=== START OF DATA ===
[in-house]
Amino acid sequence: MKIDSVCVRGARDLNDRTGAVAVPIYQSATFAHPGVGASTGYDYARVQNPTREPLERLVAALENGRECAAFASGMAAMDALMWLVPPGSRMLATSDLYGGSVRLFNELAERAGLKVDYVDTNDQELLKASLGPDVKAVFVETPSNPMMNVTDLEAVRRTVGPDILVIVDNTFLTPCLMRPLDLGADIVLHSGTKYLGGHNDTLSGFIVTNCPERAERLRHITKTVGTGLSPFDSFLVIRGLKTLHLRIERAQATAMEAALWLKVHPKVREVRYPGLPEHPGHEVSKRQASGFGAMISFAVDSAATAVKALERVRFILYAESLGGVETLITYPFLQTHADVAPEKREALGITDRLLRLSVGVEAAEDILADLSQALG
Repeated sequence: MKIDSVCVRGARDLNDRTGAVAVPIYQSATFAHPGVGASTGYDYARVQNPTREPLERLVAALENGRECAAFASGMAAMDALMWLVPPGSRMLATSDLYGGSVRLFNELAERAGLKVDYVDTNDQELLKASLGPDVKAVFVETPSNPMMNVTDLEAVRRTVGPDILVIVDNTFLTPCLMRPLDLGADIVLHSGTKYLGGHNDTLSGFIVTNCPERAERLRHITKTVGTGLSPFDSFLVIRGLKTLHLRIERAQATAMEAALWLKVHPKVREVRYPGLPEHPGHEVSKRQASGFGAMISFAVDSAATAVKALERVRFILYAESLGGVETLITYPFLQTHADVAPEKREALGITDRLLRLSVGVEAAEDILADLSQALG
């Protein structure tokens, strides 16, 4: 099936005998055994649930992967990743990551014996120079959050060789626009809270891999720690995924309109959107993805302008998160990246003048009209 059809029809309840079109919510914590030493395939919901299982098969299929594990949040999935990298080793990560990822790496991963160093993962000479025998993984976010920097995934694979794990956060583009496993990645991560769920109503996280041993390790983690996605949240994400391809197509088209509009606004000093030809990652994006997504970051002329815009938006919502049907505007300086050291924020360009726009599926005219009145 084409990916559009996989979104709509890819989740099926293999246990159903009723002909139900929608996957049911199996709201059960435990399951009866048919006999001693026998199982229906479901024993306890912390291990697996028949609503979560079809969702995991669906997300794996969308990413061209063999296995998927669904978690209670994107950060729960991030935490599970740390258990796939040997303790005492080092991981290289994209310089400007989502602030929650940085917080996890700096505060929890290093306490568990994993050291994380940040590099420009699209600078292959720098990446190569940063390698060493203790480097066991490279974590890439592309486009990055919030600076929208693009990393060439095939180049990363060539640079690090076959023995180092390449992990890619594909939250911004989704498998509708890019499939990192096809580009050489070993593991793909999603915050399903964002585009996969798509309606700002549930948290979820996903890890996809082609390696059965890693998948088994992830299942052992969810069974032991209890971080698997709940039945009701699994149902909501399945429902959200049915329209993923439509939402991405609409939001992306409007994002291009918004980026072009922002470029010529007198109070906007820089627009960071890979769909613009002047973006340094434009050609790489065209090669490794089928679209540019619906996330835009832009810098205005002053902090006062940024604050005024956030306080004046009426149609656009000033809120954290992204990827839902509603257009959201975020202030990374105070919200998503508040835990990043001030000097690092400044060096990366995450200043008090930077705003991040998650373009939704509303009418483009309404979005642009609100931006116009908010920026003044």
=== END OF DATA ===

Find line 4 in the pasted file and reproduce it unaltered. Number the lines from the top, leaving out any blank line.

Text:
């Protein structure tokens, strides 16, 4: 099936005998055994649930992967990743990551014996120079959050060789626009809270891999720690995924309109959107993805302008998160990246003048009209 059809029809309840079109919510914590030493395939919901299982098969299929594990949040999935990298080793990560990822790496991963160093993962000479025998993984976010920097995934694979794990956060583009496993990645991560769920109503996280041993390790983690996605949240994400391809197509088209509009606004000093030809990652994006997504970051002329815009938006919502049907505007300086050291924020360009726009599926005219009145 084409990916559009996989979104709509890819989740099926293999246990159903009723002909139900929608996957049911199996709201059960435990399951009866048919006999001693026998199982229906479901024993306890912390291990697996028949609503979560079809969702995991669906997300794996969308990413061209063999296995998927669904978690209670994107950060729960991030935490599970740390258990796939040997303790005492080092991981290289994209310089400007989502602030929650940085917080996890700096505060929890290093306490568990994993050291994380940040590099420009699209600078292959720098990446190569940063390698060493203790480097066991490279974590890439592309486009990055919030600076929208693009990393060439095939180049990363060539640079690090076959023995180092390449992990890619594909939250911004989704498998509708890019499939990192096809580009050489070993593991793909999603915050399903964002585009996969798509309606700002549930948290979820996903890890996809082609390696059965890693998948088994992830299942052992969810069974032991209890971080698997709940039945009701699994149902909501399945429902959200049915329209993923439509939402991405609409939001992306409007994002291009918004980026072009922002470029010529007198109070906007820089627009960071890979769909613009002047973006340094434009050609790489065209090669490794089928679209540019619906996330835009832009810098205005002053902090006062940024604050005024956030306080004046009426149609656009000033809120954290992204990827839902509603257009959201975020202030990374105070919200998503508040835990990043001030000097690092400044060096990366995450200043008090930077705003991040998650373009939704509303009418483009309404979005642009609100931006116009908010920026003044």